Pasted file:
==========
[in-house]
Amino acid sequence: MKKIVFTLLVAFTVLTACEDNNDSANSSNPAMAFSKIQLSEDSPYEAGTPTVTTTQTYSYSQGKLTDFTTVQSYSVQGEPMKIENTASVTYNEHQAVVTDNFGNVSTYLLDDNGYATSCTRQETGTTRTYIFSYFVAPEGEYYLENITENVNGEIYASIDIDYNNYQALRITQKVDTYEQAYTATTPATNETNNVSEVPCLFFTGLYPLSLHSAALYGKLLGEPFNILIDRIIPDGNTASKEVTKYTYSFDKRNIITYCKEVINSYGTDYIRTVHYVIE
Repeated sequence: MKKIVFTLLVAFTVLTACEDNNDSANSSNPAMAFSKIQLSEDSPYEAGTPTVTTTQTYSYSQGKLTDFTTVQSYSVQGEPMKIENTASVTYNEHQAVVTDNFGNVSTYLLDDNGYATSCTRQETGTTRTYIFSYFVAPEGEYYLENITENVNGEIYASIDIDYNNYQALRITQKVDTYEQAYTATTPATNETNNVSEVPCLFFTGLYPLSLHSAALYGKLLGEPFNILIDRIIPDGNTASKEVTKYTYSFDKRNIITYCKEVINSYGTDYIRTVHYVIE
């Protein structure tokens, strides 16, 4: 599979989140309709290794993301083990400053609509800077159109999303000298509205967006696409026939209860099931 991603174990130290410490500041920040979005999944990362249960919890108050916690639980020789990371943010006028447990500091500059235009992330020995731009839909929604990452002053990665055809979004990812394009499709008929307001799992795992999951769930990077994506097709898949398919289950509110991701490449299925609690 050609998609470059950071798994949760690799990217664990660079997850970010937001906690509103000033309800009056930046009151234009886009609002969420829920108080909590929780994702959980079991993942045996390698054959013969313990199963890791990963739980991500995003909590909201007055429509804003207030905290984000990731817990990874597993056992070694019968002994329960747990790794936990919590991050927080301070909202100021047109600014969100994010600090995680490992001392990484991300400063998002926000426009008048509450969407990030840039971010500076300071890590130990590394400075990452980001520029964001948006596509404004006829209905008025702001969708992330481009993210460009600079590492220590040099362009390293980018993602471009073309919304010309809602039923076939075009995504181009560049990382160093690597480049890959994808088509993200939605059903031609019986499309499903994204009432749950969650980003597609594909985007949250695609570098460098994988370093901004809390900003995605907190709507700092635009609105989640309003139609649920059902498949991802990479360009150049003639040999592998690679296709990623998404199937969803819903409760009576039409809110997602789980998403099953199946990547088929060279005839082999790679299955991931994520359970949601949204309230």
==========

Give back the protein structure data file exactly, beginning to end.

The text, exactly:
[in-house]
Amino acid sequence: MKKIVFTLLVAFTVLTACEDNNDSANSSNPAMAFSKIQLSEDSPYEAGTPTVTTTQTYSYSQGKLTDFTTVQSYSVQGEPMKIENTASVTYNEHQAVVTDNFGNVSTYLLDDNGYATSCTRQETGTTRTYIFSYFVAPEGEYYLENITENVNGEIYASIDIDYNNYQALRITQKVDTYEQAYTATTPATNETNNVSEVPCLFFTGLYPLSLHSAALYGKLLGEPFNILIDRIIPDGNTASKEVTKYTYSFDKRNIITYCKEVINSYGTDYIRTVHYVIE
Repeated sequence: MKKIVFTLLVAFTVLTACEDNNDSANSSNPAMAFSKIQLSEDSPYEAGTPTVTTTQTYSYSQGKLTDFTTVQSYSVQGEPMKIENTASVTYNEHQAVVTDNFGNVSTYLLDDNGYATSCTRQETGTTRTYIFSYFVAPEGEYYLENITENVNGEIYASIDIDYNNYQALRITQKVDTYEQAYTATTPATNETNNVSEVPCLFFTGLYPLSLHSAALYGKLLGEPFNILIDRIIPDGNTASKEVTKYTYSFDKRNIITYCKEVINSYGTDYIRTVHYVIE
């Protein structure tokens, strides 16, 4: 599979989140309709290794993301083990400053609509800077159109999303000298509205967006696409026939209860099931 991603174990130290410490500041920040979005999944990362249960919890108050916690639980020789990371943010006028447990500091500059235009992330020995731009839909929604990452002053990665055809979004990812394009499709008929307001799992795992999951769930990077994506097709898949398919289950509110991701490449299925609690 050609998609470059950071798994949760690799990217664990660079997850970010937001906690509103000033309800009056930046009151234009886009609002969420829920108080909590929780994702959980079991993942045996390698054959013969313990199963890791990963739980991500995003909590909201007055429509804003207030905290984000990731817990990874597993056992070694019968002994329960747990790794936990919590991050927080301070909202100021047109600014969100994010600090995680490992001392990484991300400063998002926000426009008048509450969407990030840039971010500076300071890590130990590394400075990452980001520029964001948006596509404004006829209905008025702001969708992330481009993210460009600079590492220590040099362009390293980018993602471009073309919304010309809602039923076939075009995504181009560049990382160093690597480049890959994808088509993200939605059903031609019986499309499903994204009432749950969650980003597609594909985007949250695609570098460098994988370093901004809390900003995605907190709507700092635009609105989640309003139609649920059902498949991802990479360009150049003639040999592998690679296709990623998404199937969803819903409760009576039409809110997602789980998403099953199946990547088929060279005839082999790679299955991931994520359970949601949204309230």